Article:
Radiographic measurement

The initial status of hinges on postoperative 2 days CT scans were classified as two groups: ‘Deformed’ and ‘Fractured’. ‘Deformed’ defined that the ventral cortex remained intact and mean favorable greenstick deformation. ‘Fractured’ defined that the ventral cortex was broken and mean unfavorable greenstick deformation. And healing status of hinges was determined by evaluating the status of each cortex (dorsal and ventral).8) A hinge was defined as being ‘healed’ only if both the dorsal and ventral cortices were bridged by bone. If the ventral cortex had cortical bridging but the dorsal cortex had neither cortical nor cancellous bridging, the hinge was defined as ‘not healed’.8)

Factors related with hinge status

Factors related with surgical procedures included lamina angle (LA), spinous angle (SA), difference of lamina angle (DA), and hinge location. For LA and SA, virtual line crossing over posterior lateral mass was made. SA was defined as the angle between the parallel line to spinous process and the perpendicular line to virtual line crossing both lateral mass posteriorly. LA was defined as the angle between parallel line to the hinge side lamina and virtual line crossing both lateral mass posteriorly. Hinge location was divided to outer and inner cortex of the lamina. Outer cortex location (OCL) was defined as the distance from medial cortex of the pedicle to lateral wall of hinge gutter. Inner cortex location (ICL) was defined as the distance from medial cortex to the pedicle to midline of inner cortex of hinge gutter (Figure 1).


FIGURE 1
(A) Schematic diagram of the lamina angle (LA) and spinous angle (SA). SA (a) was defined as the angle between the parallel line to spinous process and the perpendicular line to virtual line crossing both lateral mass posteriorly. LA (b) was defined as the angle between parallel line to the hinge side lamina and virtual line crossing both lateral mass posteriorly. (B) Radiographic measurements of hinge gutter location. Inner cortex layer (c) was defined as distance from pedicle to inner cortical bone of hinge, and outer cortex layer (d) was defined as distance from pedicle to outer cortical bone of hinge.
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Statistical analysis

Statistical analysis was performed using SPSS statistical software package 18.0 for Windows (SPSS Inc., Chicago IL, USA). The independent t-test was used to compare quantitative data and evaluate the statistical significance, which was set at the p=0.05 level. For evaluating predictive factors associated with HF and nonunion, receiver-operating characteristics (ROC) curve was analyzed and 95% confidence interval (CI) was calculated. Cut off value was determined maximized value in sum of sensitivity and specificity. To identify variables independently related to HF and nonunion, univariate and multivariate logistic regression analysis were used.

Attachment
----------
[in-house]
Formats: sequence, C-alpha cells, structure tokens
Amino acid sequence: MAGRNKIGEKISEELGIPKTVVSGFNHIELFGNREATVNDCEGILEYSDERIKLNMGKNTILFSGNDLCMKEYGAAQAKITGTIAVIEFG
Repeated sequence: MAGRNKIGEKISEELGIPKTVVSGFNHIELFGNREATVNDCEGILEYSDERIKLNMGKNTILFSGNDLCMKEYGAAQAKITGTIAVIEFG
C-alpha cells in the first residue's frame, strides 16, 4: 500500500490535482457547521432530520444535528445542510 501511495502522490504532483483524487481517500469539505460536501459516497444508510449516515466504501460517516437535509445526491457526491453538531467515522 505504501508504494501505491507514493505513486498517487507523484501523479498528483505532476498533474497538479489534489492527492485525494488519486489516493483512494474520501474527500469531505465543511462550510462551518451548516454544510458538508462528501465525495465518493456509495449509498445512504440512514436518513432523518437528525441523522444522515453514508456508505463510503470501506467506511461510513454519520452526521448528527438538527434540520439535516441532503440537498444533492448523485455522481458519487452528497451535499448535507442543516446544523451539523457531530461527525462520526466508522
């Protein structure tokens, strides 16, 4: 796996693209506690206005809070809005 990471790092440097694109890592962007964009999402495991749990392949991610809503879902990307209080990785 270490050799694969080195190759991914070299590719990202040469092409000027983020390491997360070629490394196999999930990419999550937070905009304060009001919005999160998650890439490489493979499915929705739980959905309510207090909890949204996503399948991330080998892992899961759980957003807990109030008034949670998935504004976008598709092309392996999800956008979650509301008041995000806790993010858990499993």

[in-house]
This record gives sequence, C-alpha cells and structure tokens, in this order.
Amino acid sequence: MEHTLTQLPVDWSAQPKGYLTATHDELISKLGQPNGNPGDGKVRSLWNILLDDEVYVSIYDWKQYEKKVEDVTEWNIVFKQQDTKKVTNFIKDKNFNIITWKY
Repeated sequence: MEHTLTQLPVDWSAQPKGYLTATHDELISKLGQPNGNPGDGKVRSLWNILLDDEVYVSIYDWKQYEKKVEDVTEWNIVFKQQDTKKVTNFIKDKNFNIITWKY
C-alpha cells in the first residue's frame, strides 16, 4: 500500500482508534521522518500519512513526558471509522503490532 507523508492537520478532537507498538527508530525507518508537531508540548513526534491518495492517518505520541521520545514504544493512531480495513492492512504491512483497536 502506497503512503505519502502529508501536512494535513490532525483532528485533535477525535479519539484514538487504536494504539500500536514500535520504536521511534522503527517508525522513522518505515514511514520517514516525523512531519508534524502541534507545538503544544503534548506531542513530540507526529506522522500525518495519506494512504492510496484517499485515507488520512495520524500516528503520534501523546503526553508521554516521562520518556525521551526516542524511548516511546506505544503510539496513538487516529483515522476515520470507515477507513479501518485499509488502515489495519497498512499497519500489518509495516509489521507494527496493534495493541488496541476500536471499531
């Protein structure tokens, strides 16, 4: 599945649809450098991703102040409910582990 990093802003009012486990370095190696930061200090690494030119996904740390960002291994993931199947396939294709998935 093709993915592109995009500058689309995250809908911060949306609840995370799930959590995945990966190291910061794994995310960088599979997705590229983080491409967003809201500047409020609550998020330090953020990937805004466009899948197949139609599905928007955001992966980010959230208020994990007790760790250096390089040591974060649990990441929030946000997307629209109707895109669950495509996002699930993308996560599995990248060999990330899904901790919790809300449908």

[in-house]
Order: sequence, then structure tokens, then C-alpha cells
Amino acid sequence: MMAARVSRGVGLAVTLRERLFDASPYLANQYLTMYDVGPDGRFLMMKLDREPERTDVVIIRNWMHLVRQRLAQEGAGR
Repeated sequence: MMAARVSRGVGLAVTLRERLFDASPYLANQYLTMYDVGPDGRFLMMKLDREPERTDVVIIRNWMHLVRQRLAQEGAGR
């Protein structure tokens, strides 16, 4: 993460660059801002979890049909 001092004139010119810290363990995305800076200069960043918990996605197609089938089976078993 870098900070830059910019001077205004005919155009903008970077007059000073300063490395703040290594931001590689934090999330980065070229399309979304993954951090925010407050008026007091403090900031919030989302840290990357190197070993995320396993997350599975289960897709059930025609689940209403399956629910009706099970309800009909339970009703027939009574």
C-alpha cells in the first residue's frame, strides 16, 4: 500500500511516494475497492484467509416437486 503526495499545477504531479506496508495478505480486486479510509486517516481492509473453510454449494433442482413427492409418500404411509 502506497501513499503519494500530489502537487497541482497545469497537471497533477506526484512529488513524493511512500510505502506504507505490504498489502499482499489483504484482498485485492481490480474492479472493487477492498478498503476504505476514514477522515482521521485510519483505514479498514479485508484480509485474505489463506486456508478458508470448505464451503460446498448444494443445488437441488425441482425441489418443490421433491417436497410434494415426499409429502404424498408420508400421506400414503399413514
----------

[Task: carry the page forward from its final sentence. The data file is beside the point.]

Results

A total of 76 laminae from 25 patients were evaluated. In postoperative 2 days CT scans, 44 laminae were classed as deformed hinges, and 32 were classed as fragmented hinges. 66 laminae were healed completely, and 10 laminae were not healed on postoperative 12 months. The mean LA, SA, and DA were 56.4±15.5 (range, 18.8–82), 27.2±10.5 (range, 10.4–57), and 28.4±12.6 (range, 3.1–60.2) degrees. The average OCL and ICL were 1.6±1.4 (range, 0–5.9) and 4.7±2.4 (range, 0.9–11.5) mm, respectively.

Factors related with surgical procedure had statistical significance between deformed and fractured hinge group. In fractured group, mean LA, SA, DA, OCL, and ICL were higher than deformed group (Table 1). The ROC curves were used for proper cut off value of fractured hinge. When OCL was over 1.9 mm, the area of fractured hinge group was largest. The area was 0.774 (p<0.001; 95% CI, 0.663–0.862). Sensitivity was 62.5% and specificity was 97.73%. When ICL was over 6.2 mm, the area of fractured hinge group was largest. The area was 0.851 (p<0.001; 95% CI, 0.751–0.922). Sensitivity was 59.38% and specificity was 100%. When LA was over 51 degrees, the area of fractured hinge group was largest. The area was 0.760 (p<0.001; 95% CI, 0.648–0.851). Sensitivity was 59.38% and specificity was 100%. When SA was over 24.18 degrees, the area of fractured hinge group was largest. The area was 0.752 (p<0.001; 95% CI, 0.640–0.844). Sensitivity was 78.12% and specificity was 65.91%. When DA was over 23.34 degrees, the area of fractured hinge group was largest. The area was 0.699 (p=0.001; 95% CI, 0.583–0.799). Sensitivity was 81.25% and specificity was 52.27% (Figure 2). Multivariate logistic regression analysis were used to identify risk factor for fractured hinge. OCL (odds ratio, 70.45; 95% CI, 7.73–641.76) was identified as a predictor of hinge fragmentation (Table 2). On the other hand, there was no statistical difference between healed and not healed hinge group (Table 3).